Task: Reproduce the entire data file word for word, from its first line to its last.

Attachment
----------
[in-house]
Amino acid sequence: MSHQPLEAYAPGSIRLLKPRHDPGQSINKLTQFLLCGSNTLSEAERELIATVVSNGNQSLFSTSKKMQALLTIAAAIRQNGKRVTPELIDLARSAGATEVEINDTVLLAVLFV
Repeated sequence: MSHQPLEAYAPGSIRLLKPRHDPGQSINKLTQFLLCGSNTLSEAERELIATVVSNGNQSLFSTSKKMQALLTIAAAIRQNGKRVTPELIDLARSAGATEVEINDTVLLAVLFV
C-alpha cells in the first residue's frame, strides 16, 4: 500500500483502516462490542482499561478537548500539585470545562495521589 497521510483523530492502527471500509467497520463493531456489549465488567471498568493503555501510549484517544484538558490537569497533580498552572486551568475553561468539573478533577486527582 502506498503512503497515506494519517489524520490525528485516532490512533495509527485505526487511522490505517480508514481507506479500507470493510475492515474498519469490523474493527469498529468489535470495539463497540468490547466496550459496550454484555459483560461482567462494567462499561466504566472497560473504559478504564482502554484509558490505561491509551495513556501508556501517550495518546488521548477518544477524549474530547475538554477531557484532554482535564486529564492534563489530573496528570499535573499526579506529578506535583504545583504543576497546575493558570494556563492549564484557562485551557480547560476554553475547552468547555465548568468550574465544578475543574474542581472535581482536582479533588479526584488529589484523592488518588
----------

[in-house]
Amino acid sequence: MSHQPLEAYAPGSIRLLKPRHDPGQSINKLTQFLLCGSNTLSEAERELIATVVSNGNQSLFSTSKKMQALLTIAAAIRQNGKRVTPELIDLARSAGATEVEINDTVLLAVLFV
Repeated sequence: MSHQPLEAYAPGSIRLLKPRHDPGQSINKLTQFLLCGSNTLSEAERELIATVVSNGNQSLFSTSKKMQALLTIAAAIRQNGKRVTPELIDLARSAGATEVEINDTVLLAVLFV
C-alpha cells in the first residue's frame, strides 16, 4: 500500500483502516462490542482499561478537548500539585470545562495521589 497521510483523530492502527471500509467497520463493531456489549465488567471498568493503555501510549484517544484538558490537569497533580498552572486551568475553561468539573478533577486527582 502506498503512503497515506494519517489524520490525528485516532490512533495509527485505526487511522490505517480508514481507506479500507470493510475492515474498519469490523474493527469498529468489535470495539463497540468490547466496550459496550454484555459483560461482567462494567462499561466504566472497560473504559478504564482502554484509558490505561491509551495513556501508556501517550495518546488521548477518544477524549474530547475538554477531557484532554482535564486529564492534563489530573496528570499535573499526579506529578506535583504545583504543576497546575493558570494556563492549564484557562485551557480547560476554553475547552468547555465548568468550574465544578475543574474542581472535581482536582479533588479526584488529589484523592488518588